And he put his hand into his bosom: and when he took it out, behold, his hand was leprous as snow. And he put his hand into his bosom again; and plucked it out of his bosom, and, behold, it was turned again as his other flesh. I know that he can speak well. And also, behold, he cometh forth to meet thee: and when he seeth thee, he will be glad in his heart. And Jethro said to Moses, Go in peace. And he went, and met him in the mount of God, and kissed him.
Let my people go, that they may serve me in the wilderness:. And the heart of Pharaoh was hardened, and he did not let the people go.
Let my people go, that they may serve me. And he turned himself, and went out from Pharaoh. And they were driven out from Pharaoh's presence. Moreover the man Moses was very great in the land of Egypt, in the sight of Pharaoh's servants, and in the sight of the people. And he went out from Pharaoh in a great anger. And the people bowed the head and worshipped. And they spoiled the Egyptians. And they did so. For it had been better for us to serve the Egyptians, than that we should die in the wilderness. And Moses said unto them, Why chide ye with me? And Moses did so in the sight of the elders of Israel.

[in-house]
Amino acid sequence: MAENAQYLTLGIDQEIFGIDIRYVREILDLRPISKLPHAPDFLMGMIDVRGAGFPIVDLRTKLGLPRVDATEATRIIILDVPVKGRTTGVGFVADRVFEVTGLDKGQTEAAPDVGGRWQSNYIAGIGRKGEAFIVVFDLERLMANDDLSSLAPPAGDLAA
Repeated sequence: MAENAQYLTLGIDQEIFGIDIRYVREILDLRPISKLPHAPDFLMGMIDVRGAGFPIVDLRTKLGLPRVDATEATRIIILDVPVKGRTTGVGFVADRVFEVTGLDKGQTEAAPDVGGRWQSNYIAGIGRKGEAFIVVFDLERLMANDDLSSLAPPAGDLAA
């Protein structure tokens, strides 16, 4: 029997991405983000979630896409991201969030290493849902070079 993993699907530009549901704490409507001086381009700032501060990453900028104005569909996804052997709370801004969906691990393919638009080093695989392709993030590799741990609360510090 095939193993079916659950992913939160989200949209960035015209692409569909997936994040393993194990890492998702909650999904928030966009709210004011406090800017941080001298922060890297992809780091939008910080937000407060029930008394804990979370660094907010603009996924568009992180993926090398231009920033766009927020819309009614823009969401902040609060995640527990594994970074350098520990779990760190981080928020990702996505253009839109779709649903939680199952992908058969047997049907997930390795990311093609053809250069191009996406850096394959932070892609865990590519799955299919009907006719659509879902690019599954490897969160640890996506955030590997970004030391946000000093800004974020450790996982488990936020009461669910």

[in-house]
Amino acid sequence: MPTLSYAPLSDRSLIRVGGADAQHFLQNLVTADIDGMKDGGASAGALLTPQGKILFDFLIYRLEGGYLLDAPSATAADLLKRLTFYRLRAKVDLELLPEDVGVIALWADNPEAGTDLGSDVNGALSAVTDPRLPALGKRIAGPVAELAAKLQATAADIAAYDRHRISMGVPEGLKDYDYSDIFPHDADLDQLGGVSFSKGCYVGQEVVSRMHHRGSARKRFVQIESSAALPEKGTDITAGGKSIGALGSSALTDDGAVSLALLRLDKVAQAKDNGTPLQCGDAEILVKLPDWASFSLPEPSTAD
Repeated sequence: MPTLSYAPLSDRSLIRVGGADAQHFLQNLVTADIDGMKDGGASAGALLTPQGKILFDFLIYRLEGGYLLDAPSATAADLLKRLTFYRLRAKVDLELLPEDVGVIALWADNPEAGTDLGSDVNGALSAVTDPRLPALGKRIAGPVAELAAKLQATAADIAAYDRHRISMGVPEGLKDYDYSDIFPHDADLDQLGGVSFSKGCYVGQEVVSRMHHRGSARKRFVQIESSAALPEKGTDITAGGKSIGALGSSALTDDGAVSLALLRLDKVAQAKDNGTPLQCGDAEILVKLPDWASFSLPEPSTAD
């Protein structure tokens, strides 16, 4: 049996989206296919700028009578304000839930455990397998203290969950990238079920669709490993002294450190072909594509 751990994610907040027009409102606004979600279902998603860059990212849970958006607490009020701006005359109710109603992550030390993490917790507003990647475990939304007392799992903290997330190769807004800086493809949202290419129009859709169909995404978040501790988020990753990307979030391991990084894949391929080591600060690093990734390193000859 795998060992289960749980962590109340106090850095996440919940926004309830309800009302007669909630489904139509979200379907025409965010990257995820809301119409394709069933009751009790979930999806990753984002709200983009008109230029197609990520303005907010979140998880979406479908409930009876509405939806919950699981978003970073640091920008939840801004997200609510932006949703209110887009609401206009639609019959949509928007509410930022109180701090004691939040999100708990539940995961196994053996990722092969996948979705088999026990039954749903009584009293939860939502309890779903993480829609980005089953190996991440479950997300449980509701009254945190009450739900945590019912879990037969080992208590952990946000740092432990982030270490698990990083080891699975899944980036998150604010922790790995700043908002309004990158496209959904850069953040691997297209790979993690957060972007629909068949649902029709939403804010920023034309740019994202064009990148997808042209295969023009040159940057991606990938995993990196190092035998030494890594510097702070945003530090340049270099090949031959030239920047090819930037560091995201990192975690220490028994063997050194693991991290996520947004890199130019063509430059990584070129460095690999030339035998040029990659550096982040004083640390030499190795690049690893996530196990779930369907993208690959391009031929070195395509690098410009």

These are the words which thou shalt speak unto the children of Israel. The Fear of the Lord 18 And all the people saw the thunderings, and the lightnings, and the noise of the trumpet, and the mountain smoking: and when the people saw it, they removed, and stood afar off. In like manner thou shalt deal with thy vineyard, and with thy oliveyard. Thou shalt not seethe a kid in his mother's milk.
Turn from thy fierce wrath, and repent of this evil against thy people. The unique, beyond the human, turned into a god with a human face.